Sunday, October 18, 2020

U.S. Army successfully tested new mobile coastal defense system

On July 12, the U.S. Army successfully launched the Kongsberg’s Naval Strike Missile (NSM) from new mobile coastal defense system and struck the USS Racine (LST-1191) Newport-class tank landing ship target at Pacific Missile Range Facility Barking Sands Hawaii, during a Rim of the Pacific (RIMPAC) exercise sinking exercise.

The U.S. Army has, for the first time, tested new mobile coastal defense system with fired a fifth-generation anti-ship missile at a target ship in an effort to create a force that can overwhelm an enemy with attacks from multiple sources.

“I will tell you, you’re seeing the future,” Gen. Robert Brown, commander of U.S. Army Pacific said Thursday after the missile launched from the shoreline of Hawaii’s Kauai Island.

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The new mobile coastal defense system with NSM surface-to-ship missiles is designed for high precision strike missions against high threat targets or highly defended targets at sea or on land up to 200 km and above.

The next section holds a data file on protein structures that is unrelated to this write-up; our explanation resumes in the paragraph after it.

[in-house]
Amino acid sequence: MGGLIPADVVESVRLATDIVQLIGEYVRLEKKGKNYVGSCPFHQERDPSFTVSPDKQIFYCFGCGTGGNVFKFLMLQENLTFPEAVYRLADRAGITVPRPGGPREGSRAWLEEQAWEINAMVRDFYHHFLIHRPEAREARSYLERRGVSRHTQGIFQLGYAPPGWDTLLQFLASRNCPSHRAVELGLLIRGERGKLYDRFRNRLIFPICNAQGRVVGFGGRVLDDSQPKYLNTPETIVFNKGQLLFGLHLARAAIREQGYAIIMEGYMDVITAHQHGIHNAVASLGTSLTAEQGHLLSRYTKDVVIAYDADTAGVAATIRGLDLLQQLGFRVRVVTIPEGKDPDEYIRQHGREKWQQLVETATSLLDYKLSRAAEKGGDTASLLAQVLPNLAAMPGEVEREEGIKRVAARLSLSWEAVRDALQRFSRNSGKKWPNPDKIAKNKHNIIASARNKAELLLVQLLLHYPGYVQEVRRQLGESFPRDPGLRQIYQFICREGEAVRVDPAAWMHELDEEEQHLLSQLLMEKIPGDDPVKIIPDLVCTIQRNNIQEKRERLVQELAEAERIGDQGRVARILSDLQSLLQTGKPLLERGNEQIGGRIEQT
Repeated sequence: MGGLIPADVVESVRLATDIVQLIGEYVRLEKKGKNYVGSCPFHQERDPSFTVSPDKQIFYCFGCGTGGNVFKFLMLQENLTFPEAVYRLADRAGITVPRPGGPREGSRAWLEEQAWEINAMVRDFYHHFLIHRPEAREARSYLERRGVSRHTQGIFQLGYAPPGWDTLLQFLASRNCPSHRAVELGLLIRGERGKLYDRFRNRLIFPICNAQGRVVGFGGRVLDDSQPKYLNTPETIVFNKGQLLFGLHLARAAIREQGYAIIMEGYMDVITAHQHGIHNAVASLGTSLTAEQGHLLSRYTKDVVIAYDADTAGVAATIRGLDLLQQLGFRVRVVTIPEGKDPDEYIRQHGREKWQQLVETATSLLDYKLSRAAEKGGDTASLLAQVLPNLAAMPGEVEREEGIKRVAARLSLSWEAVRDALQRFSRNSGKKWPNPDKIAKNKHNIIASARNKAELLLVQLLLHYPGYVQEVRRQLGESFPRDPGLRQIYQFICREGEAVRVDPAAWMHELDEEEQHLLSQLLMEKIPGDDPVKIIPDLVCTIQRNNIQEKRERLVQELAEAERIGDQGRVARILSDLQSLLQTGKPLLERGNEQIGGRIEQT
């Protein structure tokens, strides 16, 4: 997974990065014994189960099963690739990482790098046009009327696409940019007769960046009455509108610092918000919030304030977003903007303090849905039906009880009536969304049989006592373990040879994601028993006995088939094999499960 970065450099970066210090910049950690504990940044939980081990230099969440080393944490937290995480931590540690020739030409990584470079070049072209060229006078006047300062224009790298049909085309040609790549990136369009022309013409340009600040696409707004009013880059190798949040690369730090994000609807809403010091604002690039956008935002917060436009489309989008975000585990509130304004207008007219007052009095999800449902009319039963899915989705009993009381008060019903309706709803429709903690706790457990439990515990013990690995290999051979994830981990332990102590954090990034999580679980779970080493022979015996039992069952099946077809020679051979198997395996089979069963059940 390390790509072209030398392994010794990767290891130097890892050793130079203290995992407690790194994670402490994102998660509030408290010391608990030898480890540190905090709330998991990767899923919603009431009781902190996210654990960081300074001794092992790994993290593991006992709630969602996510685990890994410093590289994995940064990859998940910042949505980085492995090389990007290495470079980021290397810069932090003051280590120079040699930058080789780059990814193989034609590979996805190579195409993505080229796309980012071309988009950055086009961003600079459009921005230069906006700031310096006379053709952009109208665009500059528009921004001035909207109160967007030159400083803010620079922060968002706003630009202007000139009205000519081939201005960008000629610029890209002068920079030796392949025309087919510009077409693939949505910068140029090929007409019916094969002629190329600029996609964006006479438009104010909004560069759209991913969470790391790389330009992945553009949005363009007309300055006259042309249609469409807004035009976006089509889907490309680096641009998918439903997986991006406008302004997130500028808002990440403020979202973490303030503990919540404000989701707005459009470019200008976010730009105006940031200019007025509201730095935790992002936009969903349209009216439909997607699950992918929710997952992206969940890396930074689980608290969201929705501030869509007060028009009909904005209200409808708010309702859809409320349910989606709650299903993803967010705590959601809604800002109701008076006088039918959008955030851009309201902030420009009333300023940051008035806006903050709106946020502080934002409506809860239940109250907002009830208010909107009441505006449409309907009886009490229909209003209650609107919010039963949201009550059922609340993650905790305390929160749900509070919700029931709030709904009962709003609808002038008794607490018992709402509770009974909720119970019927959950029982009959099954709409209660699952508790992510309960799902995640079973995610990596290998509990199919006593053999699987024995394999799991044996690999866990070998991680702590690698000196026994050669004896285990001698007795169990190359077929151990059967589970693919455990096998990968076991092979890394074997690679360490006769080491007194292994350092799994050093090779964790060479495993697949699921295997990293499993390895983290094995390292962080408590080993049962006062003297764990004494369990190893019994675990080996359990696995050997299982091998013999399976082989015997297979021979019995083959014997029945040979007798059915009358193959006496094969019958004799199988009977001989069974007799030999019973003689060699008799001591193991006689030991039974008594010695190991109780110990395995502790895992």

Norwegian weapons manufacturer Kongsberg and U.S. company Raytheon jointly developed the new version of the missile on the HEMTT vehicle bases in early 2015. Companies entered into a teaming agreement in 2016 and Raytheon received an initial contract to produce Naval Strike Missile (NSM) launchers at its production facility in Tucson, Arizona in August 2016.

According to the Raytheon, the Naval Strike Missile is a fifth-generation long-range, precision strike weapon that can find and destroy enemy ships at distances up to 200 km away. The stealthy missile flies at sea-skimming altitude, has terrain-following capability and uses an advanced seeker for precise targeting in challenging conditions.

Earlier, the overall appearance and characteristics of the new missile system were not disclosed.

The world’s largest international maritime exercise, RIMPAC provides a unique training opportunity while fostering and sustaining cooperative relationships among participants critical to ensuring the safety of sea lanes and security of the world’s oceans. RIMPAC 2018 is the 26th exercise in the series that began in 1971.

This was the first time U.S. Army ground forces have participated in a sinking exercise during RIMPAC.

This year’s exercise includes forces from Australia, Brazil, Brunei, Canada, Chile, Colombia, France, Germany, India, Indonesia, Israel, Japan, Malaysia, Mexico, Netherlands, New Zealand, Peru, the Republic of Korea, the Republic of the Philippines, Singapore, Sri Lanka, Thailand, Tonga, the United Kingdom, the United States, and Vietnam.

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Executive Editor

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